My parents and I used to spend evenings with some Greek family friends. Every time we visited, without fail, I’d sit on the ottoman directly facing a large crystal bowl, overflowing with Greek chocolate and biscuits. My frontal lobes would engage in a workout of epic proportions as I spent the majority of the night justifying my choice to take just one, “how much carbs have I eaten today?”, “can I make it fit my macros?” if I don’t eat dinner can I have two?”, “what about if I train legs tomorrow and do 3 hours of cardio?”… And the spiral continued.
If you, like myself, have found yourself in this thought spiral, stop it! Right now! It may be a sign of what we call, COGNITIVE DIETARY RESTRAINT.
Cognitive Dietary Restraint (CDR) refers to the extreme conscious effort to restrict yourself from certain foods. People often refer to this as self-discipline. I, on the other hand, refer to it as self-sabotage, and I’ll tell you why.
Don’t get me wrong, I am all about healthy, balanced, nutrient dense meals specific to your goals. But unless you are prepping for a competition, I don’t believe people need be so excessively strict on themselves if they were presented with an opportunity to relax and enjoy a cheeky treat. The physiological implications, stemming from the series of questioning i exemplified above can stimulate increase in the stress hormone cortisol, especially in women where CDR effects 25%. Cortisol does have it’s place however exposure to the hormone in excess and long term, can cause implications such as:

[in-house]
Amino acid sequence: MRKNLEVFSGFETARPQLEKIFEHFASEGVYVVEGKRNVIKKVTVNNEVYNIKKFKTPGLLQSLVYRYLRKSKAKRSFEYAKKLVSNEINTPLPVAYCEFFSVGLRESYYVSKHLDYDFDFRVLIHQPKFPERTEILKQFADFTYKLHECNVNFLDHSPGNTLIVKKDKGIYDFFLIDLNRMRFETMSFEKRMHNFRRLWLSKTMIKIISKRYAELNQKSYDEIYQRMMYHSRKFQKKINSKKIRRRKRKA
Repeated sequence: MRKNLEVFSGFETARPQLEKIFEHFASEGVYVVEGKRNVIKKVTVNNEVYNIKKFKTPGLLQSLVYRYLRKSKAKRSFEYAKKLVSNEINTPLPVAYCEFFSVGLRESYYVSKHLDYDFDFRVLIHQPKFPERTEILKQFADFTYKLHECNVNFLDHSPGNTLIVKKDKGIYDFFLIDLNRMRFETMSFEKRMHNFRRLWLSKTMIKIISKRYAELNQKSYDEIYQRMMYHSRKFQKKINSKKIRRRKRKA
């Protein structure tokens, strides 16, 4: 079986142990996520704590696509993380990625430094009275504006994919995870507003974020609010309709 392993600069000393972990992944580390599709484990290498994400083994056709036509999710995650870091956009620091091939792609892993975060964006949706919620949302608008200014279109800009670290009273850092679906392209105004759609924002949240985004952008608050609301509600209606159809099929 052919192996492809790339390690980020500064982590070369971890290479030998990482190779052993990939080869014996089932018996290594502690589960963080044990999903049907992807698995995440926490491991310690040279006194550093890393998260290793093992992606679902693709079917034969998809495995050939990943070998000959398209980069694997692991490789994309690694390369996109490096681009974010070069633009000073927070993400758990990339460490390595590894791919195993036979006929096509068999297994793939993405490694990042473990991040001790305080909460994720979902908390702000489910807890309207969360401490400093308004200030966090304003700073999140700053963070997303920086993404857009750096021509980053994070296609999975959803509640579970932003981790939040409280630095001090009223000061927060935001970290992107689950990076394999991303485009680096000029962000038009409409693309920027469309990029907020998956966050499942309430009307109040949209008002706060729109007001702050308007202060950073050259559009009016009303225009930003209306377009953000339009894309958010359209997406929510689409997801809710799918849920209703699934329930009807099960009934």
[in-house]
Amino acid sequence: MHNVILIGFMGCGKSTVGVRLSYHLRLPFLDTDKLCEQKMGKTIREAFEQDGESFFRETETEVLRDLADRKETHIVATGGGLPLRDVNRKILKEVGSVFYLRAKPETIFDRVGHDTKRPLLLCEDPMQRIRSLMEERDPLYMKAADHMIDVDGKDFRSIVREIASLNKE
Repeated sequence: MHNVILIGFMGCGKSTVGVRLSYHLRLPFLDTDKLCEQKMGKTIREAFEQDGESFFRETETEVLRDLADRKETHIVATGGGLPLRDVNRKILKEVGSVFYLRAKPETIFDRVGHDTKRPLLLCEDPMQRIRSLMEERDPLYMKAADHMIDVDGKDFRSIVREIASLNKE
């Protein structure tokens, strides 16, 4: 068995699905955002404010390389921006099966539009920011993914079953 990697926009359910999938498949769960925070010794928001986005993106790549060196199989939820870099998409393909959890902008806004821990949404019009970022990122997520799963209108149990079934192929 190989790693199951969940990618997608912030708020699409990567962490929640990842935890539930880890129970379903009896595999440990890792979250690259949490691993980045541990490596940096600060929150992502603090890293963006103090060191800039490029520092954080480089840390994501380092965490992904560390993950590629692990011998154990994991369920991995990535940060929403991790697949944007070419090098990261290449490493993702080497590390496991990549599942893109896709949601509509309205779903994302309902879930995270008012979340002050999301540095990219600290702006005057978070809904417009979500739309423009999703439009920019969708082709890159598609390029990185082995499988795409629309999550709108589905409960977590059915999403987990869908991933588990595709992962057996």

– Increased abdominal/visceral fat and reduced muscle;
– reduced growth hormone and testosterone output which are crucial for building lean muscle and burning fat;
– impaired learning and memory, and;
When the body is put under duress cortisol provides it with glucose by taking it from protein stores. However, if elevated for a long period of time will eventually increase blood sugar levels leading to what we know as Diabetes.
A study conducted by Dr. Barr of the Canadian Institute of Health Research found that ‘normal-weight women with high restraint are more likely to have menstrual cycle disturbances, affecting their chances of becoming pregnant..’ as well as high cortisol levels which not only affect body composition, but also impact on bone density and promote hypertension.
So ladies, stressing over your food is actually counterproductive to, not only fat loss but your health!
Having said that, I believe it’s still very important to educate yourself and your clients on nutrition and how to eat. Being conscious of what you put into your body is important. However, be aware of the moment it changes from being health conscious, to excessive restriction.
Remember, every sense we have can change our biochemistry.. Not just taste, but sight, smell and touch.
Food for thought.